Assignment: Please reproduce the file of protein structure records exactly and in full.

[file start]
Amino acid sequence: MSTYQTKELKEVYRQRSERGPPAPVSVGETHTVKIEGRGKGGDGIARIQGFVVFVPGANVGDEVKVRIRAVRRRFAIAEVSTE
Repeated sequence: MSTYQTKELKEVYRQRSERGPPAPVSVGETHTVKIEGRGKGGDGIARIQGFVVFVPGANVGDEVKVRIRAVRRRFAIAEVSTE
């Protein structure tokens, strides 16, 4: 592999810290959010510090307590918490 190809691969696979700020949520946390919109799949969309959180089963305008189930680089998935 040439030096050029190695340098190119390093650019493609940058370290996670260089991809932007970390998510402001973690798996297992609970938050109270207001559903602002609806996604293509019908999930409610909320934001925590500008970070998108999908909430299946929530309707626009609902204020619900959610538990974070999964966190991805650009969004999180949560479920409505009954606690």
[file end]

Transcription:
Amino acid sequence: MSTYQTKELKEVYRQRSERGPPAPVSVGETHTVKIEGRGKGGDGIARIQGFVVFVPGANVGDEVKVRIRAVRRRFAIAEVSTE
Repeated sequence: MSTYQTKELKEVYRQRSERGPPAPVSVGETHTVKIEGRGKGGDGIARIQGFVVFVPGANVGDEVKVRIRAVRRRFAIAEVSTE
């Protein structure tokens, strides 16, 4: 592999810290959010510090307590918490 190809691969696979700020949520946390919109799949969309959180089963305008189930680089998935 040439030096050029190695340098190119390093650019493609940058370290996670260089991809932007970390998510402001973690798996297992609970938050109270207001559903602002609806996604293509019908999930409610909320934001925590500008970070998108999908909430299946929530309707626009609902204020619900959610538990974070999964966190991805650009969004999180949560479920409505009954606690």